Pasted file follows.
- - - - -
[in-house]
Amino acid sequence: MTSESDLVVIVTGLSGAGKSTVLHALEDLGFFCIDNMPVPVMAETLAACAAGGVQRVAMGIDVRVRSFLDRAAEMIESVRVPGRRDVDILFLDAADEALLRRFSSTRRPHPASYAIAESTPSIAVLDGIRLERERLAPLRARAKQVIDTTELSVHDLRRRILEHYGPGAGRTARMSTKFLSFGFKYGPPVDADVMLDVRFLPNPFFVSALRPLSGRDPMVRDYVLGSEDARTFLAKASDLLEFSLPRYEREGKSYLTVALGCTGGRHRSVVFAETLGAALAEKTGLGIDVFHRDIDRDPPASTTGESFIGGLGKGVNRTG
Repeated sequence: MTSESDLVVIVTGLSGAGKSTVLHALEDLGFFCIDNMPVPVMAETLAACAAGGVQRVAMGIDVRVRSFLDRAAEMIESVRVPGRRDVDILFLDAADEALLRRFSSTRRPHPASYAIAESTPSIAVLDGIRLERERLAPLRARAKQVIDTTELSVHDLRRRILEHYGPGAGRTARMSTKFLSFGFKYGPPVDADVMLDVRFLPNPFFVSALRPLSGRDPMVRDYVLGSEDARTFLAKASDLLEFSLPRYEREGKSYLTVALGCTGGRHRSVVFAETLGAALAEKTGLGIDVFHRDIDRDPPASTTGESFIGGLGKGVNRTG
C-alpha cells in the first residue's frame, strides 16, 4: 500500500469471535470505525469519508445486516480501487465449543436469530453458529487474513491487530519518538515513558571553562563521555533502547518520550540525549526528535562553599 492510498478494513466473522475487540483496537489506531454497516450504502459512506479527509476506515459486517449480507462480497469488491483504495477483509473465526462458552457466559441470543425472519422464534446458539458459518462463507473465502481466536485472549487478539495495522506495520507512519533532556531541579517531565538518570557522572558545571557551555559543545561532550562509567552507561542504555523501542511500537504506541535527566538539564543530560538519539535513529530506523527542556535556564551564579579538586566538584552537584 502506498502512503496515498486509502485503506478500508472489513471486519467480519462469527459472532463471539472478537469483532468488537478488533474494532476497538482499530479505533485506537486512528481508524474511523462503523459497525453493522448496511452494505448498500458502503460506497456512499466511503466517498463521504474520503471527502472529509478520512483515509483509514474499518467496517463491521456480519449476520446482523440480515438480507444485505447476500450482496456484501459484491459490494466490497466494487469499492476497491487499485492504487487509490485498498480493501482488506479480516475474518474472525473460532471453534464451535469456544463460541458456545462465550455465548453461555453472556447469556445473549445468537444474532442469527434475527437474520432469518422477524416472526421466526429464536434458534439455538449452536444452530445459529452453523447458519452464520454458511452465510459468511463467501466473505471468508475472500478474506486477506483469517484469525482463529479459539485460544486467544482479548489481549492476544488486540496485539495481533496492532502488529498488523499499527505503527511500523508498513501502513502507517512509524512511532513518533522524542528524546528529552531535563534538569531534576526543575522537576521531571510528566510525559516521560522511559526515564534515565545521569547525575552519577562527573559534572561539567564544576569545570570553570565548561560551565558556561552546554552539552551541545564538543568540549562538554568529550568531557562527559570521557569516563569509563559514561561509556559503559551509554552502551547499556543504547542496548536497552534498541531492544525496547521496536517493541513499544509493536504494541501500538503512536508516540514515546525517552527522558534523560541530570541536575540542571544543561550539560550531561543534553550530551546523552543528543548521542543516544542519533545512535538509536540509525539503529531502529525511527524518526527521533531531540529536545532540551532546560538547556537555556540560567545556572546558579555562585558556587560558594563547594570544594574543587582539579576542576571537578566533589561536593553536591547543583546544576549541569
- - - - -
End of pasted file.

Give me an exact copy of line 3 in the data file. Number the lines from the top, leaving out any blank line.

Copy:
Repeated sequence: MTSESDLVVIVTGLSGAGKSTVLHALEDLGFFCIDNMPVPVMAETLAACAAGGVQRVAMGIDVRVRSFLDRAAEMIESVRVPGRRDVDILFLDAADEALLRRFSSTRRPHPASYAIAESTPSIAVLDGIRLERERLAPLRARAKQVIDTTELSVHDLRRRILEHYGPGAGRTARMSTKFLSFGFKYGPPVDADVMLDVRFLPNPFFVSALRPLSGRDPMVRDYVLGSEDARTFLAKASDLLEFSLPRYEREGKSYLTVALGCTGGRHRSVVFAETLGAALAEKTGLGIDVFHRDIDRDPPASTTGESFIGGLGKGVNRTG